Limiting Screen Time for Kids in a Digital World

One parent’s struggle to maintain a technological balance in her household.


| Spring 2015



A baby on a computer

Our online life is infinitely tailored to us. Our electronic devices quickly learn to navigate to our favorite websites and post ads for products we like. Social media gives us our own chosen circle and feeds us the political jargon with which we resonate. No matter how isolated our viewpoint, the web will help us locate others who share the same view.

Photo by Flickr/Paul Inkles

I was raised a television-starved kid, a deprivation arranged by my parents.

When television was everywhere in the ’60s and ’70s, my parents made the conscious decision not to buy one. Like so many stands against culture, that decision was subverted by the grandparents a few years later by the gift of a huge colour console.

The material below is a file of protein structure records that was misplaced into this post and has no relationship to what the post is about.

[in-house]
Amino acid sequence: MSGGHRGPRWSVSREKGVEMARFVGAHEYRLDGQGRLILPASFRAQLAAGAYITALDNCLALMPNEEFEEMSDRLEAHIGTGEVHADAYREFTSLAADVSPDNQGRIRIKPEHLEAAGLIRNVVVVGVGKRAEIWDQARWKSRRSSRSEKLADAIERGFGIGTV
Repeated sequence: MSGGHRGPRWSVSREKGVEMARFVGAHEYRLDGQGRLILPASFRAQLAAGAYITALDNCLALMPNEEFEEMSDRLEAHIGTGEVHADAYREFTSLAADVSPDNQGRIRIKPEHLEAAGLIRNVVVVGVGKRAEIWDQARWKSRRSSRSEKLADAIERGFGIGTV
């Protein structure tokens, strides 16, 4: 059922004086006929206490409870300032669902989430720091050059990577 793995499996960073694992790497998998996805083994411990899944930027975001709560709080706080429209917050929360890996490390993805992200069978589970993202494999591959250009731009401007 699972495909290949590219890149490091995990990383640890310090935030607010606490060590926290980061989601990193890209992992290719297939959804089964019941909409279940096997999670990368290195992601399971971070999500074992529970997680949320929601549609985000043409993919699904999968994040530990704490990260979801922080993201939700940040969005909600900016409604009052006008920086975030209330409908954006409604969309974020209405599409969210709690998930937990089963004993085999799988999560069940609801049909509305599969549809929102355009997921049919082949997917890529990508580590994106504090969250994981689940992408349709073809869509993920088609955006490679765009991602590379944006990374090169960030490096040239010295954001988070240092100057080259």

I think those strong TV limits gave me a richer childhood and a more fulfilling adult life. Thanks to my parents, I grew up in an outdoor world and a tribe of relationships. Mine was a childhood of climbing, inventing, making, building. My four siblings and I now use television and other screens very intentionally.

So as I raise my kids in a digital, webbed world, I am borrowing a page from that book. I work very hard to give my urban-raised kids time to grow up offline. I want them in love with the tactile, breathing world. I want them to have an imagination capable of trumping the “I’m bored, flick a button” response many kids exhibit. I am battling the peer who walks into our house to hang out, and seeing no screen in sight, has no idea what to do.

The apocryphal story in my family is a nephew, at age four, asking a neighbor kid over. “I’m not coming out. I’m watching TV,” his friend responded.

“Be careful,” warned my nephew. “Too much TV makes you forget how to play.”